40 Days: Day Thirty-five -Rick Warren

God's Power in Your Weakness

We are weak ... yet by God's power we will live with him to serve you. 2 Corinthians 13:4 (NIV)

 

I am with you; that is all you need. My power shows up best in weak people. 2 Corinthians 12:9a (LB)

God loves to use weak people.

Everyone has weaknesses. In fact, you have a bundle of flaws and imperfections: physical, emotional, intellectual, and spiritual. You may also have uncontrollable circumstances that weaken you, such as financial or relational limitations. The more important issue is what you do with these. Usually we deny our weaknesses, defend them, excuse them, hide them, and resent them. This prevents God from using them the way he desires.

God has a different perspective on your weaknesses. He says, "My thoughts and my ways are higher than yours," so he often acts in ways that are the exact opposite of what we expect. We think that God only wants to use our strengths, but he also wants to use our weaknesses for his glory.

The Bible says, "God purposely chose ... what the world considers weak in order to shame the powerful." Your weaknesses are not an accident. God deliberately allowed them in your life for the purpose of demonstrating his power through you.

God has never been impressed with strength or self-sufficiency. In fact, he is drawn to people who are weak and admit it. Jesus regarded this recognition of our need as being "poor in spirit." It's the number one attitude he blesses.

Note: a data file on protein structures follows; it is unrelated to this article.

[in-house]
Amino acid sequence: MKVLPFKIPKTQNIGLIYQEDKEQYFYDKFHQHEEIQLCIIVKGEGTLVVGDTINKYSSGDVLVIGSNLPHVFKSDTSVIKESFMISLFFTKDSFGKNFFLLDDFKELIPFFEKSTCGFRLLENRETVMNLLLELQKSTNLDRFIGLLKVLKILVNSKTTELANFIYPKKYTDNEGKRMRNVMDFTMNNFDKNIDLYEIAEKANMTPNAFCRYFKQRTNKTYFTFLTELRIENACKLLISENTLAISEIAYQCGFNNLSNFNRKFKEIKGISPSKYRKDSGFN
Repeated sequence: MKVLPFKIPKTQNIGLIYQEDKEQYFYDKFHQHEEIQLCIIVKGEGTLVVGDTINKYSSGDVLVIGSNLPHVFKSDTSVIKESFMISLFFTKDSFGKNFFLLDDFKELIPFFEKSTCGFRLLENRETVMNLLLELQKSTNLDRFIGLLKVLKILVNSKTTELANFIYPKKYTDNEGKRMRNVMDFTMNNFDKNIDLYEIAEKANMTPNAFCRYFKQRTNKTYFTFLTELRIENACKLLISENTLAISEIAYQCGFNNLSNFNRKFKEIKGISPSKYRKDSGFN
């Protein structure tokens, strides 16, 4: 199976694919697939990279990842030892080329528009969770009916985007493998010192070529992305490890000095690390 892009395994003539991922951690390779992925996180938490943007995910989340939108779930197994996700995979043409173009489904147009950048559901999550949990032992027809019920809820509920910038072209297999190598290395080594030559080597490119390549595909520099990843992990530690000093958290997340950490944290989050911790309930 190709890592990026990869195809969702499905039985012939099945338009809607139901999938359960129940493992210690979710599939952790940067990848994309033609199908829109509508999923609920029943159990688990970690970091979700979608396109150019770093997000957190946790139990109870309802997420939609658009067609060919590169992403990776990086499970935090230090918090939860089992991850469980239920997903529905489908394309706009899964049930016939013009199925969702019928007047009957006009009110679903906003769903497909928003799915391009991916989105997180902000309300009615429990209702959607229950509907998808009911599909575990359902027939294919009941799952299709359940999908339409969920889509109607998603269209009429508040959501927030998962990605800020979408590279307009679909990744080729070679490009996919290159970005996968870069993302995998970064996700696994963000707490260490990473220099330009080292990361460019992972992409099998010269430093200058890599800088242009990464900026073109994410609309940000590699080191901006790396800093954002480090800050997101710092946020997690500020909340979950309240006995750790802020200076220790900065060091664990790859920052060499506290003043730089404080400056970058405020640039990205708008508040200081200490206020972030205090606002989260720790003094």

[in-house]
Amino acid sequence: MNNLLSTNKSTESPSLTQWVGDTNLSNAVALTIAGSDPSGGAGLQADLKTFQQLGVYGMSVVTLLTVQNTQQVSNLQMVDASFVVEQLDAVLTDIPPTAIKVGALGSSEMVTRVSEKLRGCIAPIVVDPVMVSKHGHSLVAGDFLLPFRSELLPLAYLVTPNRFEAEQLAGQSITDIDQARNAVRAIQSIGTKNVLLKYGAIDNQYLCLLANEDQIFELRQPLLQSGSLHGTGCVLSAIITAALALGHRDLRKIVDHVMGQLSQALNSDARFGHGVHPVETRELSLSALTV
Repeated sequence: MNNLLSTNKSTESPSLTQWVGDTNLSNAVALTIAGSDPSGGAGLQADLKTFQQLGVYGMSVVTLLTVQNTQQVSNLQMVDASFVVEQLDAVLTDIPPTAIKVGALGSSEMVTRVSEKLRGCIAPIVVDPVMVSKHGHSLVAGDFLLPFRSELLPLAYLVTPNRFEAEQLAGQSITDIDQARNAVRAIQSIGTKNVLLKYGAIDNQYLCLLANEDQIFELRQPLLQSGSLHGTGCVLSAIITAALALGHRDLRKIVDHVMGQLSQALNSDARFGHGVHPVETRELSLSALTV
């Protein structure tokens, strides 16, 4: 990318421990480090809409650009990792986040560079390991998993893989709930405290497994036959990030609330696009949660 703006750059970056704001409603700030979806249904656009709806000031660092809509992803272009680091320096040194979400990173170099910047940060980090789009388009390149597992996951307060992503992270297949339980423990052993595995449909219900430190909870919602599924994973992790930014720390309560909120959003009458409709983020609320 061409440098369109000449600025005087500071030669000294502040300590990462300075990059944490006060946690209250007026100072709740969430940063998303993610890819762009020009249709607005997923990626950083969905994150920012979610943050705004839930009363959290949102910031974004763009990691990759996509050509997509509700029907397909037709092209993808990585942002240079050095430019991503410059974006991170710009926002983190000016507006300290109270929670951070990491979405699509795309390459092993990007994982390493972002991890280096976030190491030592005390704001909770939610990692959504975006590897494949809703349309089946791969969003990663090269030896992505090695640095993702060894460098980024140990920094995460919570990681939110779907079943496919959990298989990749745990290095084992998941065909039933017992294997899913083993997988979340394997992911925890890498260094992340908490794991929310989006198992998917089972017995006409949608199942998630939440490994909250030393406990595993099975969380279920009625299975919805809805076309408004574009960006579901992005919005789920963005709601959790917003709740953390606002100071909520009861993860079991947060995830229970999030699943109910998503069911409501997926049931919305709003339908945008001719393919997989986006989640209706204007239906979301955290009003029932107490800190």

The Bible is filled with examples of how God loves to use imperfect, ordinary people to do extraordinary things in spite of their weaknesses. If God only used perfect people, nothing would ever get done, because none of us is flawless. That God uses imperfect people is encouraging news for all of us.

A weakness, or "thorn" as Paul called it, is not a sin or a vice or a character defect that you can change, such as overeating or impatience. A weakness is any limitation that you inherited or have no power to change. It may be a physical limitation, like a handicap, a chronic illness, naturally low energy, or a disability. It may be an emotional limitation, such as a trauma scar, a hurtful memory, a personality quirk, or a hereditary disposition. Or it may be a talent or intellectual limitation. We're not all super bright or talented.

When you think of the limitation in your life, you may be tempted to conclude, "God could never use me." But God is never limited by our limitations. In fact, he enjoys putting his great power into ordinary containers. The Bible says, "We are like clay jars in which this treasure is stored. The real power comes from God and not from us." Like common pottery, we are fragile and flawed and break easily. But God will use us if we allow him to work through our weaknesses. For that to happen, we must follow the model of Paul.